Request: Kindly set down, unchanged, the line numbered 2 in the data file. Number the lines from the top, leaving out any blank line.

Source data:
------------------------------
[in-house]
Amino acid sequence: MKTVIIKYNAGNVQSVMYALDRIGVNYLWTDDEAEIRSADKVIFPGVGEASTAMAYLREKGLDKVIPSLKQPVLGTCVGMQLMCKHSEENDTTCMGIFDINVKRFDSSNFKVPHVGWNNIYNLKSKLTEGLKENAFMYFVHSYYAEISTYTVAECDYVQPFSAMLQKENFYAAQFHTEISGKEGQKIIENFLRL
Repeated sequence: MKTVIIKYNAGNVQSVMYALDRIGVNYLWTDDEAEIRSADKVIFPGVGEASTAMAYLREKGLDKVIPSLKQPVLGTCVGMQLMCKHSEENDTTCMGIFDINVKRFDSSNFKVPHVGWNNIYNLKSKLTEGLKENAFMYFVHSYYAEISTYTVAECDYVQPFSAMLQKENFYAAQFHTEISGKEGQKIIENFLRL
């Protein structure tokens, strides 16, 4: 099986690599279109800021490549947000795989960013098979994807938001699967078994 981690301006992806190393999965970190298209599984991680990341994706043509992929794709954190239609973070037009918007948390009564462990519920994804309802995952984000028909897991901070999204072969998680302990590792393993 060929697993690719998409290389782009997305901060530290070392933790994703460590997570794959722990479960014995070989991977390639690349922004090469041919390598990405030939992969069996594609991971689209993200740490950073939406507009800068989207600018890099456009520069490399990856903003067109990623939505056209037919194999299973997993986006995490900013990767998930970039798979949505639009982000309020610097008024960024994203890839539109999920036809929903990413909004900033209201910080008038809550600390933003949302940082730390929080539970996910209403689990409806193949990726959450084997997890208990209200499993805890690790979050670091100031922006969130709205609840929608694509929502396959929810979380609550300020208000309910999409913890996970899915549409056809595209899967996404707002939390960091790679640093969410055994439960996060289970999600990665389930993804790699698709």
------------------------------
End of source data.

Amino acid sequence: MKTVIIKYNAGNVQSVMYALDRIGVNYLWTDDEAEIRSADKVIFPGVGEASTAMAYLREKGLDKVIPSLKQPVLGTCVGMQLMCKHSEENDTTCMGIFDINVKRFDSSNFKVPHVGWNNIYNLKSKLTEGLKENAFMYFVHSYYAEISTYTVAECDYVQPFSAMLQKENFYAAQFHTEISGKEGQKIIENFLRL